The sun rising over Cape York
Punsand Bay is the most northerly caravan park in Australia. It is located on a stretch of north facing beach, within site of the tip of Cape York. Were it possible to drive along the Beach, but such a journey is prohibited by law, it would be a very short drive indeed.
The resort, of which the camping
Night view of Punsand Bay restaurant
park is part, is quite old, but under current management is in good condition. The camp sites are spread out along the beach with the front row of sites only a couple of paces from the sand. These are all unpowered sites, occupied by tents, both ground and roof top and camper trailers. We were in the second row in a powered site. We don’t surrender the luxuries of the microwave, electric jug and toaster, or the air-conditioning easily!
Punsand Beach looking west with camp sites to the left of the photo.
A Punsand Bay pizza
The resort is comprised of a range of cabins, huts, permanent tents and units and a restaurant, which doubles as a coffee shop. Dining prices are on the high side, but that is to be expected this far from civilisation. But the impact of high prices has been addressed by the installation of a wood fired pizza oven. We had adequate food supplies in the van but were drawn to the restaurant on two of our four nights there, by the attraction of pizza.
We spent the first day at Punsand Bayquietly. Some down time was required after the previous day’s distance of 260 km, with the last part as rough as it was. But on day two, after a leisurely morning, we set off for the Tip.
Map of the far north of Cape York
The Crock Tent has a large stock of souvenirs
The map shows our route for the day. We started out at the caravan symbol. The blue line shows our track to the Croc Tent on the Bamaga to Cape York Road. The Purple line then shows the track to the cape. If you expand the picture to full screen you will see a yellow line that runs right to the most northerly point on the Cape. The tracking system that we use for navigation is on my Nexus 7 pad. I took the pad with me to get a photo for the daily blog, but did not turn the tracker off. So it tracked my progress to the waters edge.
A short cut was available, but notes handed out at registration at Punsand Bay warned against using it, so we did two sides of a triangle by returning to the main road and turning left and north. At this junction is an establishment known as the Croc Tent. It is not really a tent but has a temporary look about it. The Croc tent is a large souvenir shop. It is in a very isolated location and almost totally dependent on those who take the drive to the tip of Cape York for its clientele.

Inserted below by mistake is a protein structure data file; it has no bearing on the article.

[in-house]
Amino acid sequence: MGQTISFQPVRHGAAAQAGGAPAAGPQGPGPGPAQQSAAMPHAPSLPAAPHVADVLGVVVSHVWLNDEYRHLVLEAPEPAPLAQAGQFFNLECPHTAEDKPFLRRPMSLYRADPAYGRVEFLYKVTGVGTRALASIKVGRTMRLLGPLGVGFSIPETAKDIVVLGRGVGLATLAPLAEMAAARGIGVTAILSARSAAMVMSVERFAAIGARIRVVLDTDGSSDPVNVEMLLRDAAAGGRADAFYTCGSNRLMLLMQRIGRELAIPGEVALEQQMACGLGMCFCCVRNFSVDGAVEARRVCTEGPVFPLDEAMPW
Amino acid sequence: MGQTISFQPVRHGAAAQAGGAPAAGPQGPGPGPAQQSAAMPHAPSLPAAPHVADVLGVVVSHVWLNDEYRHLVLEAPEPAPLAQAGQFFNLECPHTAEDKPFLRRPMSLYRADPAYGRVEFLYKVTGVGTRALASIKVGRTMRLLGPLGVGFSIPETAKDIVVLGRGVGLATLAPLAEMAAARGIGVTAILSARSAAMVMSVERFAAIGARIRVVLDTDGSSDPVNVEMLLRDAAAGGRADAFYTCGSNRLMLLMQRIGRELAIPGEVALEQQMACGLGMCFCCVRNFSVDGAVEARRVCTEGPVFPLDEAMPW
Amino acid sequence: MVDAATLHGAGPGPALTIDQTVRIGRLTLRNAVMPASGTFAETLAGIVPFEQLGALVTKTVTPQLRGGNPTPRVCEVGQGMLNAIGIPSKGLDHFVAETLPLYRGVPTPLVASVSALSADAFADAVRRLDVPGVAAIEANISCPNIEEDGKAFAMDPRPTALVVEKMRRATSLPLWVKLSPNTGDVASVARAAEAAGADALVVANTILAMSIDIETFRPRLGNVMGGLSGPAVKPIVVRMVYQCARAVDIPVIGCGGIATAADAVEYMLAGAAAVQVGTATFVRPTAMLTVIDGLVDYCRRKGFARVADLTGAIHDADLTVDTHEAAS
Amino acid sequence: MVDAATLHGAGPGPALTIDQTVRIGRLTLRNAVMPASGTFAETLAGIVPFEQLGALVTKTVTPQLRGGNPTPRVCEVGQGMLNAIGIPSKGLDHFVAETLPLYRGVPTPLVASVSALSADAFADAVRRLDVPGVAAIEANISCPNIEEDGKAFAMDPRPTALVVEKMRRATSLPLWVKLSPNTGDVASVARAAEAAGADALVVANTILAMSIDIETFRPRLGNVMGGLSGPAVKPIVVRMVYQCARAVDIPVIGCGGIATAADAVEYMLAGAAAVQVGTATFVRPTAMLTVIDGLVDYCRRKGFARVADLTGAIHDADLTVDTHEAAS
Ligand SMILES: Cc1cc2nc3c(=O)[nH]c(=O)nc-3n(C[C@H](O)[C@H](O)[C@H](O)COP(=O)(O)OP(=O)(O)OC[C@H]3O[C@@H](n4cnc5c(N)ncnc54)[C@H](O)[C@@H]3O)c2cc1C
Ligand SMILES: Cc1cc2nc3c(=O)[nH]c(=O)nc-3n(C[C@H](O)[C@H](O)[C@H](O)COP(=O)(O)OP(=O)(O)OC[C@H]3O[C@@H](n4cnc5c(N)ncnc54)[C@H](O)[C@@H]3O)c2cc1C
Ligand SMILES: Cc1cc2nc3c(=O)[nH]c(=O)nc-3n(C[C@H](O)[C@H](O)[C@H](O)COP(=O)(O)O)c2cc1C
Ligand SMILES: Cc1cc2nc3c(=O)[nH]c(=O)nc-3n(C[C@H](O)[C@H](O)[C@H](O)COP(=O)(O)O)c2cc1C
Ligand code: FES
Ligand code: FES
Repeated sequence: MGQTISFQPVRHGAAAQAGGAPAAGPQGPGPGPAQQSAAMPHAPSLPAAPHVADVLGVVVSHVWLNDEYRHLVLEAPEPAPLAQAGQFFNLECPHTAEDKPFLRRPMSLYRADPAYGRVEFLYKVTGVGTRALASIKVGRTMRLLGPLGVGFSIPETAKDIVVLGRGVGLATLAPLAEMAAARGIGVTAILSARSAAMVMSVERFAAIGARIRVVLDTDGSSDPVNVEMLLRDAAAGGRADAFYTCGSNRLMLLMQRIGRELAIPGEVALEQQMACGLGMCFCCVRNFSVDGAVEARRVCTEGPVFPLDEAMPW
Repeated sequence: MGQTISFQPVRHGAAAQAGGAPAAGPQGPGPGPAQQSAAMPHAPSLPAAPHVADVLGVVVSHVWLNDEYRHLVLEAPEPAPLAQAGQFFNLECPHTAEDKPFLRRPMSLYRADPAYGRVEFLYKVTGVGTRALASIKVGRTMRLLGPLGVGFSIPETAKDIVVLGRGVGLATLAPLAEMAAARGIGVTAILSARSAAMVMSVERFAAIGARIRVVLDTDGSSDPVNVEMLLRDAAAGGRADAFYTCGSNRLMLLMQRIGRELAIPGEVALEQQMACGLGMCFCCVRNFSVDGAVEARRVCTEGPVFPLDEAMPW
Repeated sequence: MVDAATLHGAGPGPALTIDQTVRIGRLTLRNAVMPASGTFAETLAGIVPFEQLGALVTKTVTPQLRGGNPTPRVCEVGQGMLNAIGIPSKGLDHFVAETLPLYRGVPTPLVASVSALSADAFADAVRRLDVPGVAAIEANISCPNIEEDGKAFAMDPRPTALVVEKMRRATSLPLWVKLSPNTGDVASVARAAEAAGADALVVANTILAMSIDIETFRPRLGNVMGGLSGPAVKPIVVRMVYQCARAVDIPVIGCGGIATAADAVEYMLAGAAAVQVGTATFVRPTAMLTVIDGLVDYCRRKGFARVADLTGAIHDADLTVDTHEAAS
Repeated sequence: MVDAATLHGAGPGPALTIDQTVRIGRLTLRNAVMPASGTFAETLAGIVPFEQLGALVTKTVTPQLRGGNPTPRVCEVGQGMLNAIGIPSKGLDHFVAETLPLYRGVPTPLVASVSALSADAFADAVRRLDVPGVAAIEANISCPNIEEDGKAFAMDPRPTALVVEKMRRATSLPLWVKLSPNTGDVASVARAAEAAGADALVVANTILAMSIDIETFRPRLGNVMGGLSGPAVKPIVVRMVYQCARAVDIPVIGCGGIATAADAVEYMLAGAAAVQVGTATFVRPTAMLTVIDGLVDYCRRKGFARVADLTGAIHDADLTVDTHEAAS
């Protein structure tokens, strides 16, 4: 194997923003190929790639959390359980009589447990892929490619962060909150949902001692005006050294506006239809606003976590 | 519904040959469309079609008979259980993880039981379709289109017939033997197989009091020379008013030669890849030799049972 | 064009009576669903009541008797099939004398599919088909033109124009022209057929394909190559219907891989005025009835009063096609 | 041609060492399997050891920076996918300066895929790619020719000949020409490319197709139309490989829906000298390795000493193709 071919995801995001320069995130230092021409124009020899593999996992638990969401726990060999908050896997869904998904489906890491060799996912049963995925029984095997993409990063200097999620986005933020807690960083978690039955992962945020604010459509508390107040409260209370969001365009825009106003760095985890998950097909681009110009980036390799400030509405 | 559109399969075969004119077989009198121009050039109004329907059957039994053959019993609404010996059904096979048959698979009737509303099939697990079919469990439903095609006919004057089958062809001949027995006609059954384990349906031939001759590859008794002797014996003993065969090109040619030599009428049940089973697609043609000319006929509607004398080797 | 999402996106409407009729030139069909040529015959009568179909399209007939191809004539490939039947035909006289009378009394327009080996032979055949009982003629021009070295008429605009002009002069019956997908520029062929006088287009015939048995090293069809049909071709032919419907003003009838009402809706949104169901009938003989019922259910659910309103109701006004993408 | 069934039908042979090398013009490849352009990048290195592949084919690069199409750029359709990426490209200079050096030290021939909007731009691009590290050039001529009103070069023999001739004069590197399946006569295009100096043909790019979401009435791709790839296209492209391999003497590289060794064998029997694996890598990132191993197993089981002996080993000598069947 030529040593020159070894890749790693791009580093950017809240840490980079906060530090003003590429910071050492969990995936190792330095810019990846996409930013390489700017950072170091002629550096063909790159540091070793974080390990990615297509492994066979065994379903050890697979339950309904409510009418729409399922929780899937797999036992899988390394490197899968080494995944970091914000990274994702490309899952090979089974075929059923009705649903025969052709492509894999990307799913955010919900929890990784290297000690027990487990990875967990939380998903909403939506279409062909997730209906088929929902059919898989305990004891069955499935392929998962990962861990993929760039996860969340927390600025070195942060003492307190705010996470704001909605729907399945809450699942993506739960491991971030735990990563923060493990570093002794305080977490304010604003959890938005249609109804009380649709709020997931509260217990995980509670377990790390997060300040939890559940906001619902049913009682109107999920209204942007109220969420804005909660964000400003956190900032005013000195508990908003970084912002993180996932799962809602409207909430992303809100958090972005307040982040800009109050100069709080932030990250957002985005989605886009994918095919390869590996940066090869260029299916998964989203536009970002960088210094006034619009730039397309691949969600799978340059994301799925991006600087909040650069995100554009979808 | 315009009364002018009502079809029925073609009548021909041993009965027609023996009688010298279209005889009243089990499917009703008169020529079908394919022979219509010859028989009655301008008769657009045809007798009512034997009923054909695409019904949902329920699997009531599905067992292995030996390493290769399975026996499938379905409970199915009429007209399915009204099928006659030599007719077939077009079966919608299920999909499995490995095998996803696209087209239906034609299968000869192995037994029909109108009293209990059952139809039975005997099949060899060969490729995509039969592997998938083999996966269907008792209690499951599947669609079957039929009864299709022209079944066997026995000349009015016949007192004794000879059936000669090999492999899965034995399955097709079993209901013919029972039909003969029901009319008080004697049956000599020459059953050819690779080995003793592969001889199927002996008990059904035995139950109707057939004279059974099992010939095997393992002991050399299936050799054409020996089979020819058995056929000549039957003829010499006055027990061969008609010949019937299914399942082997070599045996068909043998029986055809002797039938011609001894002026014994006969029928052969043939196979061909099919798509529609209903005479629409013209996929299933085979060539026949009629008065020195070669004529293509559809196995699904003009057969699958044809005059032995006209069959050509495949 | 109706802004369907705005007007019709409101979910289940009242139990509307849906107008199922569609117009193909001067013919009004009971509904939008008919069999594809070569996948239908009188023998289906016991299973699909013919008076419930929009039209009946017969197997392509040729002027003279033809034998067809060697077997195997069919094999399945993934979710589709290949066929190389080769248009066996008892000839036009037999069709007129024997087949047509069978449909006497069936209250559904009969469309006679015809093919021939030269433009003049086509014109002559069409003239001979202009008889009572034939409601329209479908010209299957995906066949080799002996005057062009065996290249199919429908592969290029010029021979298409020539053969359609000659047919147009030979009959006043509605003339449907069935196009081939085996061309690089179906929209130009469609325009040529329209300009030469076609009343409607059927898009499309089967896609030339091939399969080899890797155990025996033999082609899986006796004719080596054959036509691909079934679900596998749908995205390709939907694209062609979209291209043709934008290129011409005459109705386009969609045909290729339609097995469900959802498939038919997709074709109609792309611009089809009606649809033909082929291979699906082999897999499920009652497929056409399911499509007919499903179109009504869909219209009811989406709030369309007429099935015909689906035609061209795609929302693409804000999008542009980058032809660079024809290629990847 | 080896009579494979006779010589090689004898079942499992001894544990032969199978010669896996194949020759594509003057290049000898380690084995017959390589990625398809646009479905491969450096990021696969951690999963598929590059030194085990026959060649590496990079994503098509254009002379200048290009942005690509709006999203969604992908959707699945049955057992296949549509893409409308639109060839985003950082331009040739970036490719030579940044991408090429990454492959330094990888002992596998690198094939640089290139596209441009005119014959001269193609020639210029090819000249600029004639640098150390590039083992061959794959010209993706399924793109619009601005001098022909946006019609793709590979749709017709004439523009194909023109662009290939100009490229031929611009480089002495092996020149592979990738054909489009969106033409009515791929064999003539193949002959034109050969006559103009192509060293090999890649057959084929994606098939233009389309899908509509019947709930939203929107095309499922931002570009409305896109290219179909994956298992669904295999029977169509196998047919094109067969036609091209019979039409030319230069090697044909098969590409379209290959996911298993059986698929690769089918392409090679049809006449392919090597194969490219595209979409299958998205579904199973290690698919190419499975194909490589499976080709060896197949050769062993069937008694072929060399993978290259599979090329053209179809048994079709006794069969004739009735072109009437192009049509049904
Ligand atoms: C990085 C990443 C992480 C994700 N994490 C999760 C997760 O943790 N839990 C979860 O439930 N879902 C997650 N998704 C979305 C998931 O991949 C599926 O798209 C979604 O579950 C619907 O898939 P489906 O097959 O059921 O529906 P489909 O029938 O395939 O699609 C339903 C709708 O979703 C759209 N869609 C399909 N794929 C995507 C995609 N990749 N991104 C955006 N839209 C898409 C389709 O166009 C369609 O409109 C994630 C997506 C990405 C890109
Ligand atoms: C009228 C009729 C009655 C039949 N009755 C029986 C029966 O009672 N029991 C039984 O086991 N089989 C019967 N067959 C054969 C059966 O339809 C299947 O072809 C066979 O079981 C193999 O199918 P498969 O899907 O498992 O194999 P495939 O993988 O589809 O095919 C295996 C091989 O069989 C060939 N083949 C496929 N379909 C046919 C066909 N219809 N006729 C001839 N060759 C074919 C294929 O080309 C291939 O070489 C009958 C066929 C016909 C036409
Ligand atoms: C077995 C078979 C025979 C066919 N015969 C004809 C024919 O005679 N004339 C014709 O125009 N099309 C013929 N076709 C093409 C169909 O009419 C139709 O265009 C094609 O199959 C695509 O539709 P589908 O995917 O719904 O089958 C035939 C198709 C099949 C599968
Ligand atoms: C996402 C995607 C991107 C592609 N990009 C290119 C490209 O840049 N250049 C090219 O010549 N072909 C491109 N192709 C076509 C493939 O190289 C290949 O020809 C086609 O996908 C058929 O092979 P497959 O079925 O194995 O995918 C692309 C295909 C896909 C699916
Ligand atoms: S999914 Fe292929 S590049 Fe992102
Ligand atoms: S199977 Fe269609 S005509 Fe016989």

The road from this junction was narrower, more winding and therefore in better condition. Speed plays a major role in damaging unsealed roads and here is an example.
The start of the climb up Cape York headland
After a few more km of winding track, a few creek crossings and depressions and two attractive sections of rain forest, we arrived at the car park. We did not have the road to ourselves, having allowed several less patient vehicles to pass and having met several more who were returning. The car park was almost full but we found a space between a large rock and a large Toyota with its owners entire possessions stacked on top. Well, that’s how it looked.
Ruth reached this point
There are two walking tracks to the tip of the Cape. The easier of the two is to walk down to the beach to the wast of the headland and then on the sand until you reach a path around the rocks, just above sea level, to the point. It is an easy walk but was not available to us because the tide was too high.
That sought after sign
The alternative to paddling through crocodile infested seas is to climb over the headland. Ruth wanted to give it her best shot so we set off up the rocky path. The climb is quite steep in places and the South Easterly Trade winds were blowing a half gale so it was one hand for yourself and the other hand for your hat. We made it to the top to where there is a plaque on a plinth that shows directions and distances to points of interest and from where the views sweep over most of Torres Strait. Ruth decided that she had gone far enough.
A windblown yours truly at the Tip
I went on, wondering if there would be someone there to take a photo of me standing beside that famous sign. As I reached the final crest and looked down on the tip of the Cape I experienced a real sense of satisfaction. Not the sense of awe that I felt when I first gazed upon Uluru (Ayers Rock) but still a sense of achievement.
We had intended to detour to Somerset on the way home. The road to Somerset turns to the east on the way back to the junction at the Croc Tent but we were feeling a bit knocked out after our climb so we went straight back to camp.
Somerset was the administration centre for the Cape York area in the late nineteenth century until those activities were transferred to Thursday Island in the early twentieth century. Much history was made there and there are still relics to be seen. Pity to miss it, but there you go! You can see where it is from the map above.